W: Look! They are lining up at Gate 10.
M: Hurry up. It's time to check in for our train.
W: Do you know why I choose the café?
M: You like the music here.
W: No. It's a good place to talk.
W: What time is it?
M: It's 8:30.
W: Your watch is 10 minutes slow. There're only 5 minutes left for the speech. We're going to be late.
M: Let's go for it right now.
W: Hello, is that Dad?
M: Yes, Jenny. How have you been these days?
W: I'm fine. Happy Father's Day! I miss you a lot.
M: Thank you so much. I miss you too. So does your mom.
W: They really did a good job.
W: The singing group used to be very popular.
M: I can't believe they could have played so well.
W: Oh dear！ My weight has gone up again.
M: I'm not surprised. You've been eating too much.
W: I wish I could lose weight. I have been to the hospital.
M: Were you given any advice?
W: Yeah, the doctor asked me to change my diet by cutting down meat.
M: What's more, you had better do more exercise.
W: You're right.
W: How did you meet Bill?
M: I met him through a computer bulletin board on the network.
W: Oh, really? Which bulletin board?
M: It was the one I used down at the local coffee house called the San Francisco Net. It has been around since 2016.
W: I've heard about that, but I've never tried it.
M: You ought to. Fifty cents buys you an hour of computer time. A "Chat Session" links you with people in other cafés. We can make new friends by that means.
W: But I don't like to talk on the network with strangers.
M: You can do that. A private room lets you talk alone.
W: OK. I'll try it.
W: Hello， Milton Hotel. Can I help you?
M: I want a reservation. Can I have it now?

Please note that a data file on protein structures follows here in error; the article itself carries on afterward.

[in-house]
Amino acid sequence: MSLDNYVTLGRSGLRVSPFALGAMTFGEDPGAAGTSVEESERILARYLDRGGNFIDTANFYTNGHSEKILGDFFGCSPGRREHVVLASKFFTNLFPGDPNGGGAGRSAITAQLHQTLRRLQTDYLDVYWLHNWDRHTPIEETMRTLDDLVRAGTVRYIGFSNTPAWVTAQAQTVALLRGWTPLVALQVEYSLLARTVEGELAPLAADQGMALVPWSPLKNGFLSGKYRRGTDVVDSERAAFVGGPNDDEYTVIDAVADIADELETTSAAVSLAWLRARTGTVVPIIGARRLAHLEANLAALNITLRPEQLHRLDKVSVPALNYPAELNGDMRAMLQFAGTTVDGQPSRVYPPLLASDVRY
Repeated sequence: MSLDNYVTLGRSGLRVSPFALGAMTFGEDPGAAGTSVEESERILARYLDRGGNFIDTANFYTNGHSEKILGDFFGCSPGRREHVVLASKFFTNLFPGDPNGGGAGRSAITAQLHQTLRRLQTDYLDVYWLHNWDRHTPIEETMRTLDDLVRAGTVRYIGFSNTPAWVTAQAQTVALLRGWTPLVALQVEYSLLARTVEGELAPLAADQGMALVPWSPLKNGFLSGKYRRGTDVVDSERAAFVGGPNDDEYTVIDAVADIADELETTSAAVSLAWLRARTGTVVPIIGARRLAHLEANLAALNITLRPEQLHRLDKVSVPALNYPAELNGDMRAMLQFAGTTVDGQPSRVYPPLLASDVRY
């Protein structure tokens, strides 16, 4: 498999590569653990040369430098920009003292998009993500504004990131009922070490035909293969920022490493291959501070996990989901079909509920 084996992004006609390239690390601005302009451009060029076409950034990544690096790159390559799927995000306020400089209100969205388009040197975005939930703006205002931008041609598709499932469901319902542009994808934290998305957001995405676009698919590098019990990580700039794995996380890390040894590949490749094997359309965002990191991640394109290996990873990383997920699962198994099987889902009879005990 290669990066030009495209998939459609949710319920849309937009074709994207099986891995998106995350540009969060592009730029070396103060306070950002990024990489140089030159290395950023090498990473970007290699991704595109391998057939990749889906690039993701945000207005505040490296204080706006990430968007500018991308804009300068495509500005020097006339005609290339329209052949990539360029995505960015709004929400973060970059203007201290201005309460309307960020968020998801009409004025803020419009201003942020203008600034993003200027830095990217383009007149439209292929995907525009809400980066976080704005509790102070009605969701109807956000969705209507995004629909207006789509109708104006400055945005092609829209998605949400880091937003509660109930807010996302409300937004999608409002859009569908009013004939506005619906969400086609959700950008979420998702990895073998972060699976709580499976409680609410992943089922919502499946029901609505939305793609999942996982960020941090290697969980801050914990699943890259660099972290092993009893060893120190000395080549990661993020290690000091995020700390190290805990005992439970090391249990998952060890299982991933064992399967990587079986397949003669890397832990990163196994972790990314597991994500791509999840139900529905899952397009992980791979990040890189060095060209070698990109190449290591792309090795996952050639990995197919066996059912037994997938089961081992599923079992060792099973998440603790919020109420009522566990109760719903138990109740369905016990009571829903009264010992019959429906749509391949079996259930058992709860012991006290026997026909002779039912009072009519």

W: Of course. What kind of taste do you like for your dinner?
M: I prefer Chinese dishes.
W: Would you like to sit in a smoking section, a non-smoking section or an open one?
M: A non-smoking section.
W: I'm awfully sorry, but we haven't got the section left now. Would you like to wait for a while？M: Not at all. An open section will do too.
W: OK. See you then.
W: Do you have any plan for the weekend, Tom?
M: Yeah, Laura. I'm going for a ride around Qinghai Lake on Saturday, but it depends on the weather.
W: According to the forecast, it'll be cloudy the day after tomorrow, good for a ride.
M: Great! Do you go riding often?
W: Absolutely. I go as much as I can, because we can really get in touch with nature. It would be nice to get out of the city. Do you want any company?
M: Sure, but it will be a 30-mile ride. Have you been riding so long before?
W: Yeah, I go a lot too. I even saw a bear and some monkeys on my last ride. My friend Mike and I rode more than 30 miles to a very wild part of the national forest.
M: Wow! You must have been pretty far away from the city. Shall we invite him to go along?
W: Of course. I'll ask him.
M: Thanks. We will have a good time this weekend.
W: Good morning, everyone. It's my great honor to share how I learn to swim.
Just think, a year ago, at 54, I couldn't swim. I was terrified at the thought of going into the water. Now, 12 months on, I have just completed my 200 meters. It feels like a dream, and it is all thanks to Everyday Swim.
I think I am a perfect example of being never too late to learn to swim. For years I had gone on holiday with my son Andrew and my husband David, and had to sit on the side of a pool watching them swimming in the water. Then I decided to learn to swim. I searched the Internet for swimming lessons and found about Everyday Swim at the local Hadleigh pool. When I turned up for the first lesson, I felt a bit sick and worried, but this soon passed. The instructor Rachel really put me at ease, and so did the other people in the class. As the lessons progressed, I learned to become more confident in the water. When the 10 lessons for ＄10 finished at the pool, I continued to register for the lessons. In fact, from initially being scared of water, I am now becoming a regular swimmer and collecting some certificates along the way.